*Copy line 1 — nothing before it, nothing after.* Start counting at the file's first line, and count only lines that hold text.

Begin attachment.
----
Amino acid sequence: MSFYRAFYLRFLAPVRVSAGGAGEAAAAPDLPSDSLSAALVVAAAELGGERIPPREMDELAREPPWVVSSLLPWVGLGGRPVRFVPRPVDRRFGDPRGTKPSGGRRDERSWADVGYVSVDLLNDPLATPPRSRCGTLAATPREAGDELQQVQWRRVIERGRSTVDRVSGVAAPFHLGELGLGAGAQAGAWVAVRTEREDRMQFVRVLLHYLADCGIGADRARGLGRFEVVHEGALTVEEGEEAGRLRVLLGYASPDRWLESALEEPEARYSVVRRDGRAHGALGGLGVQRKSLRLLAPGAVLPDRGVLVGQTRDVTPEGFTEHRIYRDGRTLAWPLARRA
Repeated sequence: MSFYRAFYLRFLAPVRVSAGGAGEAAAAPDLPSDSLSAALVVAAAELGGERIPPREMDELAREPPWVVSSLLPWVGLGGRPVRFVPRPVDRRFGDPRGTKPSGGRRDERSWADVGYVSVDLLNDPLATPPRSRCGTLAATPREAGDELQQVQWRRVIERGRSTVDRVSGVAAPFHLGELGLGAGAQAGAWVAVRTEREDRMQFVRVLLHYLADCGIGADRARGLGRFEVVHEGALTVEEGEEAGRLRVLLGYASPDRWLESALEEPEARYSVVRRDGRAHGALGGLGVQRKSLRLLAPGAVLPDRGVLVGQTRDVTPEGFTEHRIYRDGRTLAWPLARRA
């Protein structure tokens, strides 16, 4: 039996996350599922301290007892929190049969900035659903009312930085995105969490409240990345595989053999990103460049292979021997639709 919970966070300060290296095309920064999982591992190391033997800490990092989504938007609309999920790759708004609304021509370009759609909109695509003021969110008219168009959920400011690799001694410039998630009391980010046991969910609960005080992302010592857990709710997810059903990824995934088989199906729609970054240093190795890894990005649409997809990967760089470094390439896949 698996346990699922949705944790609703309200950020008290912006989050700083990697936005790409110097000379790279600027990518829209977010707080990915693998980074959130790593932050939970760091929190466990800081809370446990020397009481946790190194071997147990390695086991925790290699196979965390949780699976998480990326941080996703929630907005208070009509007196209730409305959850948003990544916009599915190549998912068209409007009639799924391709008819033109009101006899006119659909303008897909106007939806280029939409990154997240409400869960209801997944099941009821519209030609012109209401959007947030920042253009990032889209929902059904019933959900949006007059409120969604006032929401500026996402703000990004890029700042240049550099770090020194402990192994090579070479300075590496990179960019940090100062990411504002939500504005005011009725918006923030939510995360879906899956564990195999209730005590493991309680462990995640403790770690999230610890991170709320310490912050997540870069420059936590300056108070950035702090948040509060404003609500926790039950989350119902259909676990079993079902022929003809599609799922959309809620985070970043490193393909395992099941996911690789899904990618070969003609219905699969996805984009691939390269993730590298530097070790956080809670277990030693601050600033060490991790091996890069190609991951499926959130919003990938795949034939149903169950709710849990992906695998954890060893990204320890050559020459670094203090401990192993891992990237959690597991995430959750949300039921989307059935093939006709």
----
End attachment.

Amino acid sequence: MSFYRAFYLRFLAPVRVSAGGAGEAAAAPDLPSDSLSAALVVAAAELGGERIPPREMDELAREPPWVVSSLLPWVGLGGRPVRFVPRPVDRRFGDPRGTKPSGGRRDERSWADVGYVSVDLLNDPLATPPRSRCGTLAATPREAGDELQQVQWRRVIERGRSTVDRVSGVAAPFHLGELGLGAGAQAGAWVAVRTEREDRMQFVRVLLHYLADCGIGADRARGLGRFEVVHEGALTVEEGEEAGRLRVLLGYASPDRWLESALEEPEARYSVVRRDGRAHGALGGLGVQRKSLRLLAPGAVLPDRGVLVGQTRDVTPEGFTEHRIYRDGRTLAWPLARRA